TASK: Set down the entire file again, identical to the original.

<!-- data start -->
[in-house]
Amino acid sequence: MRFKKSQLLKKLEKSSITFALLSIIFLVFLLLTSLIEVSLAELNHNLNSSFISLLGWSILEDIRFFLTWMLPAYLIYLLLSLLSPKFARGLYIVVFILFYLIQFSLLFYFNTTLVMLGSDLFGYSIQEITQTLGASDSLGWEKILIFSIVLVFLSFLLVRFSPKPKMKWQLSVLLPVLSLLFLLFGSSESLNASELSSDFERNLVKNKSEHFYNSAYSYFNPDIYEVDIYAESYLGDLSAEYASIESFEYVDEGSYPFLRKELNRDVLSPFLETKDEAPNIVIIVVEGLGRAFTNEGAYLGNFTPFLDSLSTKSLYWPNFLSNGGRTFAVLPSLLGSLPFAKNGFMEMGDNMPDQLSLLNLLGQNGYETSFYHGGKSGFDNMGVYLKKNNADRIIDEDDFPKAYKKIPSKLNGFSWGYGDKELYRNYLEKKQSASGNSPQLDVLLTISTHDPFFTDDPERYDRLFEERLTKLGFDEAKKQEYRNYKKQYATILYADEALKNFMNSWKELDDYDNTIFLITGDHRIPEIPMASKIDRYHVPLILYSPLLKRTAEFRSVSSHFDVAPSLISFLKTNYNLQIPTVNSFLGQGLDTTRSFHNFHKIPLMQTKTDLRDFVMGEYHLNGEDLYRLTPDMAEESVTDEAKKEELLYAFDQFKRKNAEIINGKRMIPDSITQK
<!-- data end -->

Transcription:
[in-house]
Amino acid sequence: MRFKKSQLLKKLEKSSITFALLSIIFLVFLLLTSLIEVSLAELNHNLNSSFISLLGWSILEDIRFFLTWMLPAYLIYLLLSLLSPKFARGLYIVVFILFYLIQFSLLFYFNTTLVMLGSDLFGYSIQEITQTLGASDSLGWEKILIFSIVLVFLSFLLVRFSPKPKMKWQLSVLLPVLSLLFLLFGSSESLNASELSSDFERNLVKNKSEHFYNSAYSYFNPDIYEVDIYAESYLGDLSAEYASIESFEYVDEGSYPFLRKELNRDVLSPFLETKDEAPNIVIIVVEGLGRAFTNEGAYLGNFTPFLDSLSTKSLYWPNFLSNGGRTFAVLPSLLGSLPFAKNGFMEMGDNMPDQLSLLNLLGQNGYETSFYHGGKSGFDNMGVYLKKNNADRIIDEDDFPKAYKKIPSKLNGFSWGYGDKELYRNYLEKKQSASGNSPQLDVLLTISTHDPFFTDDPERYDRLFEERLTKLGFDEAKKQEYRNYKKQYATILYADEALKNFMNSWKELDDYDNTIFLITGDHRIPEIPMASKIDRYHVPLILYSPLLKRTAEFRSVSSHFDVAPSLISFLKTNYNLQIPTVNSFLGQGLDTTRSFHNFHKIPLMQTKTDLRDFVMGEYHLNGEDLYRLTPDMAEESVTDEAKKEELLYAFDQFKRKNAEIINGKRMIPDSITQK